Drones Really Do Find People in Search-and-Rescue Missions

The Citizen's Guide to the Future
July 23 2014 12:01 PM

Drones Really Do Find People in Search-and-Rescue Missions

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Quadcopters can search from the skies.

Photo by Andreas Rentz/Getty Images

Though drones are controversial, they can definitely do good sometimes. Last week a Colorado man went to visit his girlfriend in Wisconsin and brought with him a drone, which he uses to film snow sport videos. And according to Gigaom, he ended up finding a missing person after offering to assist in a search-and-rescue effort.

David Lesh accidentally made a good argument for why consumer drones can be positive by being in the right place at the right time with his ski drone. He told NBC, “I never thought that I would be using it to find somebody.” The missing person was 82-year-old ophthalmologist Guillermo DeVenecia, who Lesh's drone spotted in a 200-acre bean field. The search and rescue had gone on for three days and had already involved dogs, hundreds of people, and a helicopter.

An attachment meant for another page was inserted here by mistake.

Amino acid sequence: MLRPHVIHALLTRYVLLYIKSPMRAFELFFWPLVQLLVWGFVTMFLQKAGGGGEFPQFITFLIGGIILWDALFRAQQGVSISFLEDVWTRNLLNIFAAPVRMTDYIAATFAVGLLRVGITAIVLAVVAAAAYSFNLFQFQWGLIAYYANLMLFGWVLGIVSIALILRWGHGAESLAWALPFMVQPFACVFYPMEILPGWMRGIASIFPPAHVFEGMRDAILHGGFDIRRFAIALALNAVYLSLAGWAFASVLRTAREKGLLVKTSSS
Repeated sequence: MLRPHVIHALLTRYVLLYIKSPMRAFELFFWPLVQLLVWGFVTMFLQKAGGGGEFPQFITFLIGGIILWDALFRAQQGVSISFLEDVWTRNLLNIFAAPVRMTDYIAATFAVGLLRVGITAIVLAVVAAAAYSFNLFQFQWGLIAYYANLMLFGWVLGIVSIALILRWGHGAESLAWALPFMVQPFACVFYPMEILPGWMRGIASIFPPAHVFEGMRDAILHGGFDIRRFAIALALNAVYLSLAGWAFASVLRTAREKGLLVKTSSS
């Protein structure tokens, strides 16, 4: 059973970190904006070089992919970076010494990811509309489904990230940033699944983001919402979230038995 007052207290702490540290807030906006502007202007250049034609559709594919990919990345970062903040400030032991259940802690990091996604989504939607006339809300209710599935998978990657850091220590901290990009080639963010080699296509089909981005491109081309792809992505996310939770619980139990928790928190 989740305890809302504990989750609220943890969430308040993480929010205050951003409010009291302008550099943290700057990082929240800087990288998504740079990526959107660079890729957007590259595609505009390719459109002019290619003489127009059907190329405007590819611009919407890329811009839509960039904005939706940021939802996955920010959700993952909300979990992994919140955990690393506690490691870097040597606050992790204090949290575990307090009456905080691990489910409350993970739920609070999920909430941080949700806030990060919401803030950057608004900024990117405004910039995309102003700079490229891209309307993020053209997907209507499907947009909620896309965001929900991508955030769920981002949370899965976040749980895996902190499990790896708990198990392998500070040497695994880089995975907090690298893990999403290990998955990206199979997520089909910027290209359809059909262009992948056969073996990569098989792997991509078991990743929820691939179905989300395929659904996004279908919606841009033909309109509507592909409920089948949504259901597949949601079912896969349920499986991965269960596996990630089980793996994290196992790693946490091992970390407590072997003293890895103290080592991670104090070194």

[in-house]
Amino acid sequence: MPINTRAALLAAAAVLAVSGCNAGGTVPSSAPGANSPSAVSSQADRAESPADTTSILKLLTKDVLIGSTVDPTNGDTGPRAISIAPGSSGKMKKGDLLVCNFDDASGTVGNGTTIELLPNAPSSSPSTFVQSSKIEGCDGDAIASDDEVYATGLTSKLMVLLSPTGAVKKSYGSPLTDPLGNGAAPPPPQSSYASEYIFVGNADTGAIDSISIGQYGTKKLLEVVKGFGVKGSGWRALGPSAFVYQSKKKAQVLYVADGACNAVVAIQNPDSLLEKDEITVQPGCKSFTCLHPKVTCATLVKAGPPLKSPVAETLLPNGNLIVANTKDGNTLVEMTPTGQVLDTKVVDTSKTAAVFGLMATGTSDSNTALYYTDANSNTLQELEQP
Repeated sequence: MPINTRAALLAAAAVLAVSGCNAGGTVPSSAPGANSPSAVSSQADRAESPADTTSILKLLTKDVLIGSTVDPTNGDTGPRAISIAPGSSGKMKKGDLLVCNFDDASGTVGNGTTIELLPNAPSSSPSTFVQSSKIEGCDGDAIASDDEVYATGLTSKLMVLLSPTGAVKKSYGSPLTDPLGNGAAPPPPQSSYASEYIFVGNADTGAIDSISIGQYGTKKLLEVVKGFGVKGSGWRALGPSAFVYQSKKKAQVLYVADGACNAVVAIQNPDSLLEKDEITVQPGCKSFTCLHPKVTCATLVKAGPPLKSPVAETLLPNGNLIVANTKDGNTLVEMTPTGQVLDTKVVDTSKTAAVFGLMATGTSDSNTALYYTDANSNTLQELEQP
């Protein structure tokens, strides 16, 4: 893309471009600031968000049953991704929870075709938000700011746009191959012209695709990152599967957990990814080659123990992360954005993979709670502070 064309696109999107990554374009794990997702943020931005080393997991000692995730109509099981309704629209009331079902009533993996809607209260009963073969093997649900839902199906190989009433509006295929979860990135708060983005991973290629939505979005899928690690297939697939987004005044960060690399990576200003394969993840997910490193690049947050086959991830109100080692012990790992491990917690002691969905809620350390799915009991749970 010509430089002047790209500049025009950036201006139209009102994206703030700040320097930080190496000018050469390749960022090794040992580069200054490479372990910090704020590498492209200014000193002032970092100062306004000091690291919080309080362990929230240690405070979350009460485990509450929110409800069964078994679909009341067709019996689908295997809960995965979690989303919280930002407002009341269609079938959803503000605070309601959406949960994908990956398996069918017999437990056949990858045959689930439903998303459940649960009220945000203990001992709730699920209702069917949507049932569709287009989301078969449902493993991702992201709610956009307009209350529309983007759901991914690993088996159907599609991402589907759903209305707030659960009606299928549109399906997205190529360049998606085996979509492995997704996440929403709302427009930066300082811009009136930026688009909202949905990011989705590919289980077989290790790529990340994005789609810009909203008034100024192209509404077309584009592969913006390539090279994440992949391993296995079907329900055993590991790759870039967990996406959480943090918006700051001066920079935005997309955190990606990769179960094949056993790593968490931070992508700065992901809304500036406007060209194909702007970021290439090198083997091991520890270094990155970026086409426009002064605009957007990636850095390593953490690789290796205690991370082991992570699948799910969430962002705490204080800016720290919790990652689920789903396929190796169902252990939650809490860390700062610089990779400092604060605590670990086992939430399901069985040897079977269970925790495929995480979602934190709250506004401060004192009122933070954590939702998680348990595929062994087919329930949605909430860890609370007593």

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The rescue lends support to a movement against the FAA's strict commercial drone regulations, which essentially ban their use for organized search and rescue groups. The Texas-based company EquuSearch has been clashing with the FAA for months over drone bans and decided last week that it would simply ignore the FAA's warnings to stop using drones. A favorable ruling from a federal appeals court last week motivated EquuSearch to resume using its drones.

We already know why drones can be creepy and threaten privacy, but it’s hard to ignore the good side of their functions. The crucial thing here is just to avoid building a centralized, all-seeing eye of Sauron. I think we can all agree that that wasn't a good solution.

Future Tense is a partnership of SlateNew America, and Arizona State University.

Lily Hay Newman is lead blogger for Future Tense.

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